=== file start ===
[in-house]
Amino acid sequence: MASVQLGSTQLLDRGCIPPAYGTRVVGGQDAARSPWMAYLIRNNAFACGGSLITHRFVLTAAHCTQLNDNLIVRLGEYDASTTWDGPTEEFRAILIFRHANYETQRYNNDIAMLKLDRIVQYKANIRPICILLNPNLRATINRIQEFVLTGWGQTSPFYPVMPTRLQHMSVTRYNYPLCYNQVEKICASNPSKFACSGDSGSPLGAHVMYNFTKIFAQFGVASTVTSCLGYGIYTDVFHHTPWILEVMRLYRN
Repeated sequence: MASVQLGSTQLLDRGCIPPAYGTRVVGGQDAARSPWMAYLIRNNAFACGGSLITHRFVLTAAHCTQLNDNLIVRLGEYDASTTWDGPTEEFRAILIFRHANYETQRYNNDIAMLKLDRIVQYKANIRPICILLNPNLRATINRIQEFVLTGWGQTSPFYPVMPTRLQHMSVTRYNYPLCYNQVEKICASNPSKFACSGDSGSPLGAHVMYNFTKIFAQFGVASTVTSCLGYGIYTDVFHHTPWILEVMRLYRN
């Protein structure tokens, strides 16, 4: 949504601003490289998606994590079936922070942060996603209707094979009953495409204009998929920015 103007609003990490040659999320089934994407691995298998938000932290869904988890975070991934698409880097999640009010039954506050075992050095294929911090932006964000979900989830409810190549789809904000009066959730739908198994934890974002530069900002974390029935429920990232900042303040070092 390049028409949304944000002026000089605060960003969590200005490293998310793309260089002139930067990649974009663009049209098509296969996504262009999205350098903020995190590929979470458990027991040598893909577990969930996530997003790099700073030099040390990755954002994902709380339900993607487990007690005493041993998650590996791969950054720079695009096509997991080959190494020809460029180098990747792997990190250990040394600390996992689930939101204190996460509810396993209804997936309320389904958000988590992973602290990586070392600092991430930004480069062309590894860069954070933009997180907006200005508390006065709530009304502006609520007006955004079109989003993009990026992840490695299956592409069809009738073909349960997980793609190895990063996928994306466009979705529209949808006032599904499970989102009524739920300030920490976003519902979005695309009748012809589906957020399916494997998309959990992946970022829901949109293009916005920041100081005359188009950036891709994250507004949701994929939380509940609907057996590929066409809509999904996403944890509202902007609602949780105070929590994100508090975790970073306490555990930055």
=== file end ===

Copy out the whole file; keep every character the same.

[in-house]
Amino acid sequence: MASVQLGSTQLLDRGCIPPAYGTRVVGGQDAARSPWMAYLIRNNAFACGGSLITHRFVLTAAHCTQLNDNLIVRLGEYDASTTWDGPTEEFRAILIFRHANYETQRYNNDIAMLKLDRIVQYKANIRPICILLNPNLRATINRIQEFVLTGWGQTSPFYPVMPTRLQHMSVTRYNYPLCYNQVEKICASNPSKFACSGDSGSPLGAHVMYNFTKIFAQFGVASTVTSCLGYGIYTDVFHHTPWILEVMRLYRN
Repeated sequence: MASVQLGSTQLLDRGCIPPAYGTRVVGGQDAARSPWMAYLIRNNAFACGGSLITHRFVLTAAHCTQLNDNLIVRLGEYDASTTWDGPTEEFRAILIFRHANYETQRYNNDIAMLKLDRIVQYKANIRPICILLNPNLRATINRIQEFVLTGWGQTSPFYPVMPTRLQHMSVTRYNYPLCYNQVEKICASNPSKFACSGDSGSPLGAHVMYNFTKIFAQFGVASTVTSCLGYGIYTDVFHHTPWILEVMRLYRN
């Protein structure tokens, strides 16, 4: 949504601003490289998606994590079936922070942060996603209707094979009953495409204009998929920015 103007609003990490040659999320089934994407691995298998938000932290869904988890975070991934698409880097999640009010039954506050075992050095294929911090932006964000979900989830409810190549789809904000009066959730739908198994934890974002530069900002974390029935429920990232900042303040070092 390049028409949304944000002026000089605060960003969590200005490293998310793309260089002139930067990649974009663009049209098509296969996504262009999205350098903020995190590929979470458990027991040598893909577990969930996530997003790099700073030099040390990755954002994902709380339900993607487990007690005493041993998650590996791969950054720079695009096509997991080959190494020809460029180098990747792997990190250990040394600390996992689930939101204190996460509810396993209804997936309320389904958000988590992973602290990586070392600092991430930004480069062309590894860069954070933009997180907006200005508390006065709530009304502006609520007006955004079109989003993009990026992840490695299956592409069809009738073909349960997980793609190895990063996928994306466009979705529209949808006032599904499970989102009524739920300030920490976003519902979005695309009748012809589906957020399916494997998309959990992946970022829901949109293009916005920041100081005359188009950036891709994250507004949701994929939380509940609907057996590929066409809509999904996403944890509202902007609602949780105070929590994100508090975790970073306490555990930055």